From the behaviour of invasive ants in northern Australia, finding black holes in space, to making better wireless computer networks, CSIRO has recognised the outstanding work of some of its scientists and staff today at a ceremony in Melbourne.
The CSIRO Medals are awarded each year to staff of the CSIRO who have made significant contributions to the organisation.
Awarded since 1985, the CSIRO Medals have been presented to a range of scientists and staff across the organisation.
CSIRO Chief Executive Dr Megan Clark said the awards were an example of the enormous talent and commitment of CSIRO staff.
The winners of the major prize, the Chairman's Medal, was the scientific, commercial and legal teams responsible for the development of fast, indoor wireless computer networks for portable devices which is now used in over 800 million devices around the world and growing.
The research team, with backgrounds mostly unrelated to computing, found a solution to the 'multipath' problem which was a major obstacle to the development of fast, indoor wireless networks and had eluded 22 major international research groups.
"CSIRO's solution to the 'multipath problem' and its subsequent commercialisation ranks as one of the most significant achievements in CSIRO's 82 year history," CSIRO chairman Dr John Stocker said.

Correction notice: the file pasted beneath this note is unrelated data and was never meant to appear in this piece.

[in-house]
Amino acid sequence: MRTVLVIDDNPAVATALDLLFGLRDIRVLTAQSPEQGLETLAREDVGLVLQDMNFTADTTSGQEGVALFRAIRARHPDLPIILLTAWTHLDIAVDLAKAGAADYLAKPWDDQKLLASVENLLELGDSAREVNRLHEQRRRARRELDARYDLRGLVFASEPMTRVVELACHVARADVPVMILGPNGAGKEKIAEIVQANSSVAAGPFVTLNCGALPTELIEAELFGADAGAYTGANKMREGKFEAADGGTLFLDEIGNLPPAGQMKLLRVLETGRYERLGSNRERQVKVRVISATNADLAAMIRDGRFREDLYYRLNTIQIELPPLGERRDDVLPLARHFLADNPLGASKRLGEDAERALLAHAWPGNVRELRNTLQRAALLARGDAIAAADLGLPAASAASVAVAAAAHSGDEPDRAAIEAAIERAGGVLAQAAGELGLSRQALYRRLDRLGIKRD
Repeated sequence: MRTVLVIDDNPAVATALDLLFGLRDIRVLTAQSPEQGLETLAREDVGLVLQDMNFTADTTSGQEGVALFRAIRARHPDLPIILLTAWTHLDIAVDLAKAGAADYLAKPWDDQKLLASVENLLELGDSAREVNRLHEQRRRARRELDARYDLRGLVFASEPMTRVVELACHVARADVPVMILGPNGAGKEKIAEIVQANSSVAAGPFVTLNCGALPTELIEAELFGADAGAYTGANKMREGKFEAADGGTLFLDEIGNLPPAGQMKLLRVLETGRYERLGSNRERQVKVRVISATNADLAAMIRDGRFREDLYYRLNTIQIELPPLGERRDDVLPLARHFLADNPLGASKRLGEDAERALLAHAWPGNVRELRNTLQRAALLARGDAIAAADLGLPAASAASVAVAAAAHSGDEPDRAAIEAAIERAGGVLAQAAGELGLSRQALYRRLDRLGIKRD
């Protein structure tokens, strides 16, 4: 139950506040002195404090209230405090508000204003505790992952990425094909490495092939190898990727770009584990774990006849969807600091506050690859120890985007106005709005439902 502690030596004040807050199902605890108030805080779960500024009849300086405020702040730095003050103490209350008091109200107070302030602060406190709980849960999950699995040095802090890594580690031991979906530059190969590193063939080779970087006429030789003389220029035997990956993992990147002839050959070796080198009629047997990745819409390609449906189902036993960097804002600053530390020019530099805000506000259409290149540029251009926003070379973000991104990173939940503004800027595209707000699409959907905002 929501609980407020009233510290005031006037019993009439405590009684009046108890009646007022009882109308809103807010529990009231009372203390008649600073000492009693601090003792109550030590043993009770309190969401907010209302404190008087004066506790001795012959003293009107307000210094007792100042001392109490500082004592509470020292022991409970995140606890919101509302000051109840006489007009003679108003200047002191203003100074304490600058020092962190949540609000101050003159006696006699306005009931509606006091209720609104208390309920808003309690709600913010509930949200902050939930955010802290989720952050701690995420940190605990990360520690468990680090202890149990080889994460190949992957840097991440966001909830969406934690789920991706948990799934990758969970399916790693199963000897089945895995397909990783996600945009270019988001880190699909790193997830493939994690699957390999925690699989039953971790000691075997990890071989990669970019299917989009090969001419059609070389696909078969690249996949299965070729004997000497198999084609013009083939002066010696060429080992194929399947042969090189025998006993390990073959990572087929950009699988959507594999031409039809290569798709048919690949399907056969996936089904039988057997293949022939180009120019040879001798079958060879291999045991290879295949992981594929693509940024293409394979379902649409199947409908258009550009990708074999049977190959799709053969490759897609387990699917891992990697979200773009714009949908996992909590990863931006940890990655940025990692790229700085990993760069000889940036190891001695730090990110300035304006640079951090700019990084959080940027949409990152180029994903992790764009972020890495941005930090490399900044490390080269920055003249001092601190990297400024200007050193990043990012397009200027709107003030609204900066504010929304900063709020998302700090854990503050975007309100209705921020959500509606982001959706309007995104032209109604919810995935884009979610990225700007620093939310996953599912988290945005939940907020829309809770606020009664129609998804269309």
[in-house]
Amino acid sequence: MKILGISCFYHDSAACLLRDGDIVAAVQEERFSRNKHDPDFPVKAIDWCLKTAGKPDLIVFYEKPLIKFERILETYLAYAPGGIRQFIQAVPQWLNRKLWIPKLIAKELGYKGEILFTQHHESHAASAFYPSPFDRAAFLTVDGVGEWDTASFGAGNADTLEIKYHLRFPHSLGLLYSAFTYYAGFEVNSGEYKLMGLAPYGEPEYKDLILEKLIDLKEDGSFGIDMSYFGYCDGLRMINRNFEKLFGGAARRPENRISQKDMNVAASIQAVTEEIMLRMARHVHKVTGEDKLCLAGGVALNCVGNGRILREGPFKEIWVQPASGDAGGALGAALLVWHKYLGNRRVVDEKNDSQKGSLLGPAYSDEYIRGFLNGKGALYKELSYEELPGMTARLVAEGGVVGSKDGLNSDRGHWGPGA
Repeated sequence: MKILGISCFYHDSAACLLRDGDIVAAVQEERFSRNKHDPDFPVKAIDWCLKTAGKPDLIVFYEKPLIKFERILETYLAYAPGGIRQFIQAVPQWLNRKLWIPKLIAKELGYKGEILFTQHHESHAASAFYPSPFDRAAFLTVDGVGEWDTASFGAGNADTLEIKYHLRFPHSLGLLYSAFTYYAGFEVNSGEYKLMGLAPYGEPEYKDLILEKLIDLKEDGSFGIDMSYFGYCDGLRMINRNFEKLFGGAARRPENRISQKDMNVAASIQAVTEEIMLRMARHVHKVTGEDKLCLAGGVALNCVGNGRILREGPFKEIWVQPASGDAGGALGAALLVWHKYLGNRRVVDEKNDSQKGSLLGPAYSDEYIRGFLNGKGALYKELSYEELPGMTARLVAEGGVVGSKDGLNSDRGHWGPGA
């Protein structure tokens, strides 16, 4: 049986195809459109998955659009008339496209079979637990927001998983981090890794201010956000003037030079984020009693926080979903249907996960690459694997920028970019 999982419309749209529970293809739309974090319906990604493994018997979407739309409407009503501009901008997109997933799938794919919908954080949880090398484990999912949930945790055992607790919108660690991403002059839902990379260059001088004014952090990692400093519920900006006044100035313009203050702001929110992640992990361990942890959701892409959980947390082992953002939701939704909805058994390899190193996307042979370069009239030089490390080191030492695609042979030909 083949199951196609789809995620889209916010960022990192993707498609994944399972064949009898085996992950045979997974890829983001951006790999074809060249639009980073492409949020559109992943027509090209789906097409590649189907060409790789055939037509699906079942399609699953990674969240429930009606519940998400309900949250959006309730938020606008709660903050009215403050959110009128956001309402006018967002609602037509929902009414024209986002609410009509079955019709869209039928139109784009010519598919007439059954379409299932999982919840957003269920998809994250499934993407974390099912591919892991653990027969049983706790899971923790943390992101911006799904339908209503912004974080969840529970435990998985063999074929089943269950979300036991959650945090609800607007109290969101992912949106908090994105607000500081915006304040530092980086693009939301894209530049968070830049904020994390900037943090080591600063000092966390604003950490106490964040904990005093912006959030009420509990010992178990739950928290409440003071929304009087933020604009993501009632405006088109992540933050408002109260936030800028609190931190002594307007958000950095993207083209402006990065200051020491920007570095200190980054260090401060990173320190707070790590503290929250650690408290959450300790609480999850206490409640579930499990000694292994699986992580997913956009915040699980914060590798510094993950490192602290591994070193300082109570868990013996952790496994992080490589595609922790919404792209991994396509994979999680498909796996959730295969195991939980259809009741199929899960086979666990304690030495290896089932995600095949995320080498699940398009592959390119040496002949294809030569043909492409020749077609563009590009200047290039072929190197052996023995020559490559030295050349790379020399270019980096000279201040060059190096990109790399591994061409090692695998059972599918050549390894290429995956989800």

"The technology is used in over 800 million devices right now and its use is rapidly expanding."
Parliamentary Secretary for Innovation and Industry Richard Marles congratulated all of today's winners.
"These awards recognise the remarkable achievements of CSIRO scientists and help raise the profile of the important and ground-breaking research being done," Mr Marles said.
Chairman's Medal - Wireless LAN team
The team receives this medal for delivering major technical benefits to Australia and the world, and for substantial returns to CSIRO from wireless local area networ
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